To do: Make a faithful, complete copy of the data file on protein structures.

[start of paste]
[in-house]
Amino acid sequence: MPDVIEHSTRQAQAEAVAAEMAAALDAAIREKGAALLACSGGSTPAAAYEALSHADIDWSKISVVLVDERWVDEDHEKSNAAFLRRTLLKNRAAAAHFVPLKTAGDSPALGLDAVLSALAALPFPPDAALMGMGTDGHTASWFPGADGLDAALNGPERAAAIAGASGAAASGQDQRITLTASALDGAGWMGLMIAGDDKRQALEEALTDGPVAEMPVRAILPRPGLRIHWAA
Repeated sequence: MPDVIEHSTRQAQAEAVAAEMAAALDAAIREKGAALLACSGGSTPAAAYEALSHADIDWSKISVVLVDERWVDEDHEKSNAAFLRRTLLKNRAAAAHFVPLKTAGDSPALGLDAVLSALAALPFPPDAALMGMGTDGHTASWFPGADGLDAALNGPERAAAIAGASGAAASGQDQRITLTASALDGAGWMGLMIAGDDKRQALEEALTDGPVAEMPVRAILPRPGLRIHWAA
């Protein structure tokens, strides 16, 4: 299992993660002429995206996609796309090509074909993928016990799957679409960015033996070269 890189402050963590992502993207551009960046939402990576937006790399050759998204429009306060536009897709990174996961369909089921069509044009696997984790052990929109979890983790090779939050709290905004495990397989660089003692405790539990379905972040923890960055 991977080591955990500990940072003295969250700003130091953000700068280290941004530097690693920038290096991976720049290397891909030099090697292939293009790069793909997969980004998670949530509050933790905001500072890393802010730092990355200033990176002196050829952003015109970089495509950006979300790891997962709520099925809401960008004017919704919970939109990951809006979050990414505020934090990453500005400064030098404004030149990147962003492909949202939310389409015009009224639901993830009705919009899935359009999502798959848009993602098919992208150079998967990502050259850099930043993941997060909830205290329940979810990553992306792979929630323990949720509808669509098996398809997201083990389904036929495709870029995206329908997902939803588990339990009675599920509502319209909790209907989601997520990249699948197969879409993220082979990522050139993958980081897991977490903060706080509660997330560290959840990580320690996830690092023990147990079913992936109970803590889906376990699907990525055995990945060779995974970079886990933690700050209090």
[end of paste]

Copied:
[in-house]
Amino acid sequence: MPDVIEHSTRQAQAEAVAAEMAAALDAAIREKGAALLACSGGSTPAAAYEALSHADIDWSKISVVLVDERWVDEDHEKSNAAFLRRTLLKNRAAAAHFVPLKTAGDSPALGLDAVLSALAALPFPPDAALMGMGTDGHTASWFPGADGLDAALNGPERAAAIAGASGAAASGQDQRITLTASALDGAGWMGLMIAGDDKRQALEEALTDGPVAEMPVRAILPRPGLRIHWAA
Repeated sequence: MPDVIEHSTRQAQAEAVAAEMAAALDAAIREKGAALLACSGGSTPAAAYEALSHADIDWSKISVVLVDERWVDEDHEKSNAAFLRRTLLKNRAAAAHFVPLKTAGDSPALGLDAVLSALAALPFPPDAALMGMGTDGHTASWFPGADGLDAALNGPERAAAIAGASGAAASGQDQRITLTASALDGAGWMGLMIAGDDKRQALEEALTDGPVAEMPVRAILPRPGLRIHWAA
């Protein structure tokens, strides 16, 4: 299992993660002429995206996609796309090509074909993928016990799957679409960015033996070269 890189402050963590992502993207551009960046939402990576937006790399050759998204429009306060536009897709990174996961369909089921069509044009696997984790052990929109979890983790090779939050709290905004495990397989660089003692405790539990379905972040923890960055 991977080591955990500990940072003295969250700003130091953000700068280290941004530097690693920038290096991976720049290397891909030099090697292939293009790069793909997969980004998670949530509050933790905001500072890393802010730092990355200033990176002196050829952003015109970089495509950006979300790891997962709520099925809401960008004017919704919970939109990951809006979050990414505020934090990453500005400064030098404004030149990147962003492909949202939310389409015009009224639901993830009705919009899935359009999502798959848009993602098919992208150079998967990502050259850099930043993941997060909830205290329940979810990553992306792979929630323990949720509808669509098996398809997201083990389904036929495709870029995206329908997902939803588990339990009675599920509502319209909790209907989601997520990249699948197969879409993220082979990522050139993958980081897991977490903060706080509660997330560290959840990580320690996830690092023990147990079913992936109970803590889906376990699907990525055995990945060779995974970079886990933690700050209090």